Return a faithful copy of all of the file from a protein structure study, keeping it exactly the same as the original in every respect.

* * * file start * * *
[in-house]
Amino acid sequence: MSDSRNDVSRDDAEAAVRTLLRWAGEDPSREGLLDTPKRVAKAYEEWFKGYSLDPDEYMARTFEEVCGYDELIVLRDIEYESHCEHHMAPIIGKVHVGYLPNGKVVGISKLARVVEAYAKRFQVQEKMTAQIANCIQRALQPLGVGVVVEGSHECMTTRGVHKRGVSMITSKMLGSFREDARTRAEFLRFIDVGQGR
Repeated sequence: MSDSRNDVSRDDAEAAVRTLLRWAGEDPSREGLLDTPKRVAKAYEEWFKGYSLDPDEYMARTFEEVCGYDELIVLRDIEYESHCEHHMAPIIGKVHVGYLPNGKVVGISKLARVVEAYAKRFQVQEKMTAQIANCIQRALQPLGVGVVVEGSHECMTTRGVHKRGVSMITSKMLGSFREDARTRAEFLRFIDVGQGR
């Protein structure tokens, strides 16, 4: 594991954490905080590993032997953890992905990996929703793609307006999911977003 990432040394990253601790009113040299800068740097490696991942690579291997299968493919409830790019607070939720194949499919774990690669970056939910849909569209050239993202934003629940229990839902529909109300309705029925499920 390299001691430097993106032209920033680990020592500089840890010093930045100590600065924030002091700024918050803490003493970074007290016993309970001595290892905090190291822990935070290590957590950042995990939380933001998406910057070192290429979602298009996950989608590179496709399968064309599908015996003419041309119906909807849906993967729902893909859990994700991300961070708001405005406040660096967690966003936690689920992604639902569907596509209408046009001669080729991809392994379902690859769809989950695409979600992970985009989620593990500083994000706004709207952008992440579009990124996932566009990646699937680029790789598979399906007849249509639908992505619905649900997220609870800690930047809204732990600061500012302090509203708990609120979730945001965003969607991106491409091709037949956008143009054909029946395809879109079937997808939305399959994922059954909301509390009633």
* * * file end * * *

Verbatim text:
[in-house]
Amino acid sequence: MSDSRNDVSRDDAEAAVRTLLRWAGEDPSREGLLDTPKRVAKAYEEWFKGYSLDPDEYMARTFEEVCGYDELIVLRDIEYESHCEHHMAPIIGKVHVGYLPNGKVVGISKLARVVEAYAKRFQVQEKMTAQIANCIQRALQPLGVGVVVEGSHECMTTRGVHKRGVSMITSKMLGSFREDARTRAEFLRFIDVGQGR
Repeated sequence: MSDSRNDVSRDDAEAAVRTLLRWAGEDPSREGLLDTPKRVAKAYEEWFKGYSLDPDEYMARTFEEVCGYDELIVLRDIEYESHCEHHMAPIIGKVHVGYLPNGKVVGISKLARVVEAYAKRFQVQEKMTAQIANCIQRALQPLGVGVVVEGSHECMTTRGVHKRGVSMITSKMLGSFREDARTRAEFLRFIDVGQGR
């Protein structure tokens, strides 16, 4: 594991954490905080590993032997953890992905990996929703793609307006999911977003 990432040394990253601790009113040299800068740097490696991942690579291997299968493919409830790019607070939720194949499919774990690669970056939910849909569209050239993202934003629940229990839902529909109300309705029925499920 390299001691430097993106032209920033680990020592500089840890010093930045100590600065924030002091700024918050803490003493970074007290016993309970001595290892905090190291822990935070290590957590950042995990939380933001998406910057070192290429979602298009996950989608590179496709399968064309599908015996003419041309119906909807849906993967729902893909859990994700991300961070708001405005406040660096967690966003936690689920992604639902569907596509209408046009001669080729991809392994379902690859769809989950695409979600992970985009989620593990500083994000706004709207952008992440579009990124996932566009990646699937680029790789598979399906007849249509639908992505619905649900997220609870800690930047809204732990600061500012302090509203708990609120979730945001965003969607991106491409091709037949956008143009054909029946395809879109079937997808939305399959994922059954909301509390009633």